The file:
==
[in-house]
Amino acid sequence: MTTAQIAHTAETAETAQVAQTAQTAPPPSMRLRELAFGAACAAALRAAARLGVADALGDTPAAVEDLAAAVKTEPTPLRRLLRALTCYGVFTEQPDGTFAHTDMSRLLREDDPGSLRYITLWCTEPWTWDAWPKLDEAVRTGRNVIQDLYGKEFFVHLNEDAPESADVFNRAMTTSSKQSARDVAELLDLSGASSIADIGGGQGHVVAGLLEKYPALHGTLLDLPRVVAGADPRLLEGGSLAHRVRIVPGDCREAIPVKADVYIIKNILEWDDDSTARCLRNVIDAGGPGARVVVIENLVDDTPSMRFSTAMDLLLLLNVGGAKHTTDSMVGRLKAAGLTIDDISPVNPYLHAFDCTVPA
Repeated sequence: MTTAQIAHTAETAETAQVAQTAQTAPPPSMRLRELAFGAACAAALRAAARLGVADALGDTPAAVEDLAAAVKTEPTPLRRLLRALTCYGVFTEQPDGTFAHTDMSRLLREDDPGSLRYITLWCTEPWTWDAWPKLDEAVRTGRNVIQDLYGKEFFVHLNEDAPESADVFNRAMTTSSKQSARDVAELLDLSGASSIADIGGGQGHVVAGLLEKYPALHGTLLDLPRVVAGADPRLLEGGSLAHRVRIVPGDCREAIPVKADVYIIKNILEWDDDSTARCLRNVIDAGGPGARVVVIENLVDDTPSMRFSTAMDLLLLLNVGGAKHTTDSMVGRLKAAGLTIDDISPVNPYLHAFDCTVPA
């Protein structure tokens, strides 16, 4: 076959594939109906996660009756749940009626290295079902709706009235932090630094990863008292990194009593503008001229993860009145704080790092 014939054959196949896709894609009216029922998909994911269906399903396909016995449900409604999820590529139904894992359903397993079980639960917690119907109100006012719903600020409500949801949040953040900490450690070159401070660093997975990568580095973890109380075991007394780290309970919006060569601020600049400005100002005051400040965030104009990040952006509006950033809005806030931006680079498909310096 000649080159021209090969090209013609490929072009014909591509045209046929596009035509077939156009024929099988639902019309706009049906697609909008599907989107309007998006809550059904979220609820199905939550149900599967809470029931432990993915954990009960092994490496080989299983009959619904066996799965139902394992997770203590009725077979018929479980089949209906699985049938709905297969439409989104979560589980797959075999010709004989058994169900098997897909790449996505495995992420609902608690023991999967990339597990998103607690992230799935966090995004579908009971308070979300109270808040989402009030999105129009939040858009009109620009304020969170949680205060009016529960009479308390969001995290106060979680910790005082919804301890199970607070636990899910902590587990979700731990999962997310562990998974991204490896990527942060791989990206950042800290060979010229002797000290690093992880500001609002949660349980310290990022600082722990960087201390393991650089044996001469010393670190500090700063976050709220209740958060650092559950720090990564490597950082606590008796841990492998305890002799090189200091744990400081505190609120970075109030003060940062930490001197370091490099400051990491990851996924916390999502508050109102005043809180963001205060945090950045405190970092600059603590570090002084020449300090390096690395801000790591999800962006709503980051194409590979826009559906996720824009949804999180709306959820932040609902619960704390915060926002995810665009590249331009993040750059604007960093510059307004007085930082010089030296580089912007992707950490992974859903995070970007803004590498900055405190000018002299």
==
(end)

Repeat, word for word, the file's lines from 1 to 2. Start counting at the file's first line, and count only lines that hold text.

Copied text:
[in-house]
Amino acid sequence: MTTAQIAHTAETAETAQVAQTAQTAPPPSMRLRELAFGAACAAALRAAARLGVADALGDTPAAVEDLAAAVKTEPTPLRRLLRALTCYGVFTEQPDGTFAHTDMSRLLREDDPGSLRYITLWCTEPWTWDAWPKLDEAVRTGRNVIQDLYGKEFFVHLNEDAPESADVFNRAMTTSSKQSARDVAELLDLSGASSIADIGGGQGHVVAGLLEKYPALHGTLLDLPRVVAGADPRLLEGGSLAHRVRIVPGDCREAIPVKADVYIIKNILEWDDDSTARCLRNVIDAGGPGARVVVIENLVDDTPSMRFSTAMDLLLLLNVGGAKHTTDSMVGRLKAAGLTIDDISPVNPYLHAFDCTVPA